FINRA operates the largest dispute resolution forum in the securities industry to assist in the resolution of monetary and business disputes between and among investors, brokerage firms and individual brokers. The Financial Industry Regulatory Authority, Inc. (FINRA) is a private corporation that acts as a self-regulatory organization (SRO). FINRA is the successor to the National Association of Securities Dealers, Inc. (NASD) and the member regulation, enforcement and arbitration operations of the New York Stock Exchange. It is a self-regulatory non-governmental organization that performs financial regulation of member brokerage firms and exchange markets. The independent government agency which acts as the ultimate regulator of the securities industry, including FINRA, is the Securities and Exchange Commission.
About FINRA Arbitration
Rather than having their disputes decided by a judge and jury, participants to arbitration proceedings have their disputes resolved by a panel made up of typically three (3) arbitrators who are knowledgeable in the area of securities laws and regulations. The U.S. Supreme Court decision, Shearson v. MacMahon, 482 U.S. 220 (1987) enforced mandatory binding arbitration clauses in the securities industry.
Duty to Arbitrate
Customers are bound to FINRA arbitration by contract and registered representatives and their firms are contractually bound to arbitrate their disputes by their membership in the Financial Industry Regulatory Authority (“FINRA”), formerly the National Association of Securities Dealers (“NASD”). Upon applying for membership in the FINRA, the broker-dealer and the stockbroker agreed to be bound by the rules of the FINRA.
Commencing an Arbitration
Arbitrations are commenced by filing a Statement of Claim within the applicable arbitration forum, together with a submission agreement and the required filing fees. The fees with the Financial Industry Regulatory Authority (“FINRA”) can range from $475 to $1,800 depending on the amount in controversy. Prior to filing the Statement of Claim, an initial damage analysis may be performed by a forensic accountant. Depending on the nature of the case, a pre-litigation damage analysis may not be necessary. Furthermore, an expert in the securities or investment field may be retained to testify at the final hearing depending on the complexity of the case and whether the engagement of an expert will likely assist the arbitration Panel in understanding the issues presented and the appropriateness of the damages being sought.
Statement of Claim
The Statement of Claim, may be drafted in either a narrative or pleading form. The Statement of Claim must specify the relevant facts of the dispute, detailing the nature of the dispute, the relevant dates, the transactions in dispute, the investments involved, the amount of damages, and the nature of any other relief being sought.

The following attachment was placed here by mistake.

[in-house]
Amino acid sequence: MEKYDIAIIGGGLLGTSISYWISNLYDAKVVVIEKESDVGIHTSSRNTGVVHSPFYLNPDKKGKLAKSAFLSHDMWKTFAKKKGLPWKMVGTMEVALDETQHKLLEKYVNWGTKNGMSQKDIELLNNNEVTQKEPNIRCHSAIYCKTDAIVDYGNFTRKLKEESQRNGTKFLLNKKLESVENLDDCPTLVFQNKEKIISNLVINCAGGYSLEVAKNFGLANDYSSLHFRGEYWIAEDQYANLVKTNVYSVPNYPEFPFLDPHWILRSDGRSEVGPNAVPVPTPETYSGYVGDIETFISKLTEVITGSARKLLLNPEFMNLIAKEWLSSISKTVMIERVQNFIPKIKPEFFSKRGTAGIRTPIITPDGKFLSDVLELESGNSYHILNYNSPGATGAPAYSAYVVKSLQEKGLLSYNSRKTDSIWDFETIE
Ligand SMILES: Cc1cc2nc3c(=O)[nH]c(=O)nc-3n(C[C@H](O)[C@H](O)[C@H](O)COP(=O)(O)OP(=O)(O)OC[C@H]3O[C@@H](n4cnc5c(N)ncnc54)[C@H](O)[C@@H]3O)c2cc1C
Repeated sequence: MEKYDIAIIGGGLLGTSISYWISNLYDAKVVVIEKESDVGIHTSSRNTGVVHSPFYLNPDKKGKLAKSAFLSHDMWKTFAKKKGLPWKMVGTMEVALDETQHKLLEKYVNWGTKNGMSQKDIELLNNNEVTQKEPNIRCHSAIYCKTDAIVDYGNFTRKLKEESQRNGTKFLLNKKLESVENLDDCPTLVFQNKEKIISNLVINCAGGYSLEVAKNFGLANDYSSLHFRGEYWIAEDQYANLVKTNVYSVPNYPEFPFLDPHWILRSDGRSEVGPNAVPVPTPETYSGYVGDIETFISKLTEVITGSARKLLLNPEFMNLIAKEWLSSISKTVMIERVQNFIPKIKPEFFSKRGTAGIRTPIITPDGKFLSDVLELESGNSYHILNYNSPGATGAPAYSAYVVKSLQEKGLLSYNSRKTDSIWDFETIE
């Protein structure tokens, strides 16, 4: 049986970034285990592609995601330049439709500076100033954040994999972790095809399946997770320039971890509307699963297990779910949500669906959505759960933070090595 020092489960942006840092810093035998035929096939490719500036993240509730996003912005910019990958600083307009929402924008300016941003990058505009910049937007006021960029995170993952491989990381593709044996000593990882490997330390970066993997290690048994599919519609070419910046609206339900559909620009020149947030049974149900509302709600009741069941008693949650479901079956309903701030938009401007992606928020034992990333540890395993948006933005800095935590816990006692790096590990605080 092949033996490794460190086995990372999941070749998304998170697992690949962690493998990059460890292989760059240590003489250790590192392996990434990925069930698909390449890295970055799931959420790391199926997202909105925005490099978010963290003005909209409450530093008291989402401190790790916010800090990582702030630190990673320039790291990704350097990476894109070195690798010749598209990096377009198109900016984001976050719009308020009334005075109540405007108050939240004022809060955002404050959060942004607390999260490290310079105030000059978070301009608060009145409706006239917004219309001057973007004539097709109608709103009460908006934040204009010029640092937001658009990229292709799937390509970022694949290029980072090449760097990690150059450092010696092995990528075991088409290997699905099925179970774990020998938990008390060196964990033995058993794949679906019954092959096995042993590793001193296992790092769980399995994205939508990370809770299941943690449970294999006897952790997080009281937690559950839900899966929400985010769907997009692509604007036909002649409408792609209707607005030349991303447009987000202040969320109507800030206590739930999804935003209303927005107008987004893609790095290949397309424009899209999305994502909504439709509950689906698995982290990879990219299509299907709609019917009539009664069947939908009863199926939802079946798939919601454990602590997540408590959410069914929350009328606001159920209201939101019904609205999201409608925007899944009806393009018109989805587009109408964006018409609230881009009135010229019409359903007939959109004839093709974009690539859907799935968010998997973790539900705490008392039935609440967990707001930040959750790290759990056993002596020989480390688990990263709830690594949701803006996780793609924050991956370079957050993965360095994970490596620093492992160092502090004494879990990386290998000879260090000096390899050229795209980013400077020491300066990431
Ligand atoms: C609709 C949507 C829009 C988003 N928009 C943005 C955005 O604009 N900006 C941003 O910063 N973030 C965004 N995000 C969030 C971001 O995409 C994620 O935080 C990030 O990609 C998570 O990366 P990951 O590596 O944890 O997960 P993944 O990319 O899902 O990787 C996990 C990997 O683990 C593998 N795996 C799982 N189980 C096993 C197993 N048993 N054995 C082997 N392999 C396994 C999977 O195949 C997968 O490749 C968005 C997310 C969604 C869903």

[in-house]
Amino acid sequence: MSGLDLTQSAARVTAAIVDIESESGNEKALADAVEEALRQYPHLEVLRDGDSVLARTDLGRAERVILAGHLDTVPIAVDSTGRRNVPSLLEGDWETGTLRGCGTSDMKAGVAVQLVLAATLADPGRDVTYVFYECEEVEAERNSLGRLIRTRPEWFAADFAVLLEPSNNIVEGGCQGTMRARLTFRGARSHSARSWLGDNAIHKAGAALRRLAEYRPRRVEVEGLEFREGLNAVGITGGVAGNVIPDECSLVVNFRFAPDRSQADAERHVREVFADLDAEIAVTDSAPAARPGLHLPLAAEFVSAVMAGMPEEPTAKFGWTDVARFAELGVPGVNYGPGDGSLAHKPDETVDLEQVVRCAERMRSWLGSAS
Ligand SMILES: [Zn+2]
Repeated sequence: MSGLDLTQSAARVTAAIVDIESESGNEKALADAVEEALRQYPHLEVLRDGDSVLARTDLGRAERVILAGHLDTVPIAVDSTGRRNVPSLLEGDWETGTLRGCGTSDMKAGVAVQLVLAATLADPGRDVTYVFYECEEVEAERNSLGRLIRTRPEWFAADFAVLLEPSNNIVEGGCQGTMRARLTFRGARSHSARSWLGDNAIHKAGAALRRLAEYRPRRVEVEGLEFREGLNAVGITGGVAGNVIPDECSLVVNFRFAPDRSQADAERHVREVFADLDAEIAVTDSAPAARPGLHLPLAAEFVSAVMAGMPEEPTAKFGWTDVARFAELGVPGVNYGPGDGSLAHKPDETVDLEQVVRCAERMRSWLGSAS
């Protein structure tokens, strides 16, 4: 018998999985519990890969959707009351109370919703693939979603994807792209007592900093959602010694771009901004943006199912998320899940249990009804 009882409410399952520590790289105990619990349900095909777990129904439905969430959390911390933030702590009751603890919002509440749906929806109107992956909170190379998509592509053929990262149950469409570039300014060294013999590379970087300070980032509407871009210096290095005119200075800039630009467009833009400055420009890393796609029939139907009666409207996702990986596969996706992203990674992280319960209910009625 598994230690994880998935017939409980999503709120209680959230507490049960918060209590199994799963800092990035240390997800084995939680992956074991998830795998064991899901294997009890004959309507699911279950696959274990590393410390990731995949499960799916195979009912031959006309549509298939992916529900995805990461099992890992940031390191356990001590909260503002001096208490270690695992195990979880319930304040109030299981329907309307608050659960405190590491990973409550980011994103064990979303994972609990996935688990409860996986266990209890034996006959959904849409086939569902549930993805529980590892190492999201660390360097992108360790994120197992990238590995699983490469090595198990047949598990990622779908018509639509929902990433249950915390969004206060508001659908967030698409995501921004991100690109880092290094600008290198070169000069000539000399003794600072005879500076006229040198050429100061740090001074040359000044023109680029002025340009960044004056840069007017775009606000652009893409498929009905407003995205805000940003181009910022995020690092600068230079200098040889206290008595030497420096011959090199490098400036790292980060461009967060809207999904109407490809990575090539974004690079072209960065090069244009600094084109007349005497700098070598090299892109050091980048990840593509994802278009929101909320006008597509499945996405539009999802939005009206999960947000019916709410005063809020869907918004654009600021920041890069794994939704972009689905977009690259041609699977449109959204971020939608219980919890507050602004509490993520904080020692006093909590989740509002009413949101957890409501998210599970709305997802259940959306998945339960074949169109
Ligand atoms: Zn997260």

Statement of Answer
Similar to the Statement of Claim, the Answer may be drafted in either a narrative or in pleadings form. The Answer will specify all of the available defenses that the Respondent relies upon, and the facts relative to those defenses.
After the parties have submitted the Statement of Claim and the Answer, FINRA notifies the parties of the location of the hearing. The hearing location is typically the FINRA location nearest where the investor was a resident at the time the transactions at issue occurred.
All parties are entitled to “discovery”, which is the exchange of documents prior to the final hearings. The discovery phase is the lengthiest phase of the arbitration process as it is the phase of the proceeding in which each side compiles the evidence that will be presented to the Panel of Arbitrators at the final hearings. FINRA has compiled a list of documents that customers and brokerage firms must produce to each other in securities claims involving customer disputes. These documents include, but are not limited to, the Claimant’s tax returns, marketing materials related to the products at issue in the claim, correspondence, resume, notes or calendar entries, and other relevant documents which tend to prove Claimant’s claim.
Securities arbitrations are conducted in the same manner that a court trial is held. Final hearings generally proceed with opening statements, examination of witnesses, evidence introduced by the Claimant and by the Respondent, and closing arguments. It is a formal proceeding and the arbitrators are typically attorneys, retired judges, and industry professionals who are skilled in the handling of evidentiary objections. The outcome of the final hearing is presented to the parties by a written arbitration award which is sent to the parties by FINRA generally a week or more after the close of the hearings.
Hanley Law is dedicated to prosecuting investor’s claims through FINRA. If you have lost money as a result of the misconduct of your broker or brokerage firm you may be able to recover your financial losses. Contact us today for a free initial consultation.